Category: Emergency Plan
|August 24, 2011||Posted by admin under Earthquake, Emergency Plan, Parenting|
” I felt the earth move under my feet” Sorry had to bust out in some Carole King… All joking aside, it was a scary experience for some people and one not many of us will forget. The sad part is no one was prepared for it and there was no warning. Luckily, there wasn’t extreme damage and everyone in the LV and the region was OK. But how many of us found ourselves drawing a blank on what to do and either just ran out of the building you are in or just sat there. Most of us had tornado and earthquake drills in school, but for me that was at least 15 years ago or more. Who ever thought a earthquake would hit Pennsylvania, Virginia, Maryland? I was watching the Philly news last night and the one thing most people said was “I panicked and ran out of the building”… My guess is if you are in a city, filled with lots of glass buildings that the windows can pop and shatter, one of the last things you should do is run outside. Just a thought. And I am by no means judging because I had no idea what to… more
|April 28, 2011||Posted by admin under Emergency Plan, Life in the Valley, Misc.|
I didn’t get to watch the news much yesterday as my TV has been taken hostage by a fire truck toting 2 year old with a slight attitude like his mothers (I can’t pass this one off on dad- It’s the feisty redhead gene that I passed on) so this a.m. when he was occupied watching the school buses out our front window, I snuck in some Good Morning America to see the royal wedding coverage and saw the footage of Tuscaloosa, AL where the storm surge yesterday just tore the town apart. My heart broke as you saw just piles of rubble where families had lived and their whole lives just laying spread around. I just heard the stories of my step mom and dad, who were stuck in a tornado in central Florida in the storms that hit there the end of March while they had flown south for the winter. It was scary and brought up memories of my own experience living through a tornado outside of Alexandria, VA on a girl scout trip when I was younger. It was one of the most scariest experiences of my life and one I will never forget. Growing up in… more
I just heard the stories of my step mom and dad, who were stuck in a tornado in central Florida in the storms that hit there the end of March while they had flown south for the winter. It was scary and brought up memories of my own experience living through a tornado outside of Alexandria, VA on a girl scout trip when I was younger. It was one of the most scariest experiences of my life and one I will never forget. Growing up in the Northeast, we haven’t really seen tornadoes as regularly as some areas of the country, but it doesn’t mean that they can’t happen here. There have been tornadoes in the Poconos, Lehigh Valley, Reading, etc. in the past. They may not be the magnitude of what you see in the midwest or south, but they still can be dangerous. Do you know what to do if you get caught in a tornado??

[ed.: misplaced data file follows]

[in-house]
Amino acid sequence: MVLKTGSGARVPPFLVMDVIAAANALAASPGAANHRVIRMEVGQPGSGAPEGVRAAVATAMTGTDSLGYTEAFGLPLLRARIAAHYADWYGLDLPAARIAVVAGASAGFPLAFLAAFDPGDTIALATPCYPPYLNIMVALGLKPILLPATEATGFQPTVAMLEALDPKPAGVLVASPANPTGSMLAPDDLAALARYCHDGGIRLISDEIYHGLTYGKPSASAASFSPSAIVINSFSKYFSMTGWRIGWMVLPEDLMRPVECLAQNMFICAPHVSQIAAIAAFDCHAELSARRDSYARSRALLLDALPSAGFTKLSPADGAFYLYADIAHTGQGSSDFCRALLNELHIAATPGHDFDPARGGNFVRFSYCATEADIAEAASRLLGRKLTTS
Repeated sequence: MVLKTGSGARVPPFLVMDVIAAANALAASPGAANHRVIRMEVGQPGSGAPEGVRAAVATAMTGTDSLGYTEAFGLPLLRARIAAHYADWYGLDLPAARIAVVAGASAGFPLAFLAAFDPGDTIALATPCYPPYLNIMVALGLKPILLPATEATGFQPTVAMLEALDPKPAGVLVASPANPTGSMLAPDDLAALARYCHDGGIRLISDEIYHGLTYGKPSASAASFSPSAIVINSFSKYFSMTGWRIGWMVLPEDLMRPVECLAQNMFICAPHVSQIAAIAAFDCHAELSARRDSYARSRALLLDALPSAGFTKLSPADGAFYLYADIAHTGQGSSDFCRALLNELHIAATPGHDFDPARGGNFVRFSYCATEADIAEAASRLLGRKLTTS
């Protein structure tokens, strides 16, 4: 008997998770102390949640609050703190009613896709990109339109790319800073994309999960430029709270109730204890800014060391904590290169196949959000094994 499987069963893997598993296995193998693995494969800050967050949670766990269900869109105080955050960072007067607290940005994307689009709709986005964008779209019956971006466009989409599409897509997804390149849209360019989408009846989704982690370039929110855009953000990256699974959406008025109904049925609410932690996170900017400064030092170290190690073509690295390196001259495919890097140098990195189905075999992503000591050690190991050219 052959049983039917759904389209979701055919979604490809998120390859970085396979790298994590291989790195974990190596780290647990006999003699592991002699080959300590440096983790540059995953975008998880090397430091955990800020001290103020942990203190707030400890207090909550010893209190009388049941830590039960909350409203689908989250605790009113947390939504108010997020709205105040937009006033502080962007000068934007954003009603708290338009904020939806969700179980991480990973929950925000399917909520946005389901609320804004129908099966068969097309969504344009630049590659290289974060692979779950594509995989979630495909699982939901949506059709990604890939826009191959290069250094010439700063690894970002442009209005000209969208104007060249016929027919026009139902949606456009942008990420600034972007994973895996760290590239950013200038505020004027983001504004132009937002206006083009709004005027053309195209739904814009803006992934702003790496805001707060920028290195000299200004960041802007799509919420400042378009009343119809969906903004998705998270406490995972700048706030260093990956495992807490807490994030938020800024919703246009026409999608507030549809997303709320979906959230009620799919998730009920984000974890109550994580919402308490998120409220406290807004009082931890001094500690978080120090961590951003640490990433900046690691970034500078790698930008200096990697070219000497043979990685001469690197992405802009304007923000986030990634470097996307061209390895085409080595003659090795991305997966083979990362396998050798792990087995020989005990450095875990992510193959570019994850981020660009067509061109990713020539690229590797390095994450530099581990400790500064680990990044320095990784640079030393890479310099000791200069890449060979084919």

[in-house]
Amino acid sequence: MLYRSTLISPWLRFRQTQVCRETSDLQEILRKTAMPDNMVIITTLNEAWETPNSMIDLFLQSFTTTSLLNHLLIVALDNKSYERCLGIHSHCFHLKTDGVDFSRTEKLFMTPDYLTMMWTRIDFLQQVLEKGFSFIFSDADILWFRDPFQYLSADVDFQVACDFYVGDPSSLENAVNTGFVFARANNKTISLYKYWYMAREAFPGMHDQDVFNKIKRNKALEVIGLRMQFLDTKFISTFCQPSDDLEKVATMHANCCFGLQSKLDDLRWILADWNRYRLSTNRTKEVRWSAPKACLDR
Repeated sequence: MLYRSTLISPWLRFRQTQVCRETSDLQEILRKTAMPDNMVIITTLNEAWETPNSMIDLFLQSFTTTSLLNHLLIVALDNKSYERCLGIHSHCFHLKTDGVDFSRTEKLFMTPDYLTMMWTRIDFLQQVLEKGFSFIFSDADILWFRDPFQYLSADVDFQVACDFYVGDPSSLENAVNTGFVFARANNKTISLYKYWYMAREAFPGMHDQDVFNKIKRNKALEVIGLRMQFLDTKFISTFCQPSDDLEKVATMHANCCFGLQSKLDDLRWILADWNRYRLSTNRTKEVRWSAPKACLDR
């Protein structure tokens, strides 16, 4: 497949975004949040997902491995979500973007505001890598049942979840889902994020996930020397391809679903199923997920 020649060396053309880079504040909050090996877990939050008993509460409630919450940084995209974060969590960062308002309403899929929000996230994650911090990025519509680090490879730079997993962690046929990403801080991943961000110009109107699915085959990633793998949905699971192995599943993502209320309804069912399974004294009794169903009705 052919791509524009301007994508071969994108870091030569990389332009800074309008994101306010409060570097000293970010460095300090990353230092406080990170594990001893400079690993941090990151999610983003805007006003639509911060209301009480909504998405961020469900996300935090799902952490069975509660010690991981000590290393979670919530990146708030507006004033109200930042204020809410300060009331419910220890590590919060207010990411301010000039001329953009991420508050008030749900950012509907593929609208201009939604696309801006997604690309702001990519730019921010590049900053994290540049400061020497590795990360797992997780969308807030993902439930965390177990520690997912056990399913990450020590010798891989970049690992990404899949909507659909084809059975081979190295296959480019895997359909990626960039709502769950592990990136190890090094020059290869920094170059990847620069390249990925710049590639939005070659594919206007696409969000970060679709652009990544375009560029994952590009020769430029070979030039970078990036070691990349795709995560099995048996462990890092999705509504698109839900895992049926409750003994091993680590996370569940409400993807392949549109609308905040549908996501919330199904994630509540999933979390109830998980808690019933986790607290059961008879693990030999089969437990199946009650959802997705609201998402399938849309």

On FEMA’s website they give you a list of what to do if you are in a tornado warning. Make sure your family also knows what to do because you aren’t there with them 100% of the time! Give them the survival tools that they need. You should also use this time to go over other emergency plans, too. It wouldn’t hurt.
If you are in a structure (house, office, etc.):
- Get to the lowest level of the building (basement, storm shelter, etc.)
- If there is no basement, go to the center of an interior room on the lowest level (closet, interior hallway) away from corners, windows, doors, and outside walls. Put as many walls as possible between you and the outside.
- Get under a sturdy table and use your arms to protect your head and neck.
- Do not open windows.
If you are in a vehicle, trailer, or mobile home:
- Get out immediately and go to the lowest floor of a sturdy, nearby building or a storm shelter.
If you are outside with no shelter:
- Lie flat in a nearby ditch or depression and cover your head with your hands. Watch out for flooding
- Do not get under an overpass or bridge.
- Never try to outrun a tornado. Leave the vehicle immediately for safe shelter.
- Watch out for flying debris.
Take the time to read them and share it with your family. It could save their life someday. Also, if you are interested in how you can help out for the victims in Alabama and other areas of the south:
The Alabama division of the American Red Cross (will let you designate the counties/areas to help out)
The main division of the American Red Cross (you can choose disaster relief or where the need is greatest, however it doesn’t mean that it will be guaranteed to the south, however, they will be helping where it’s needed the most)
Let’s keep those affected in our thoughts and prayers!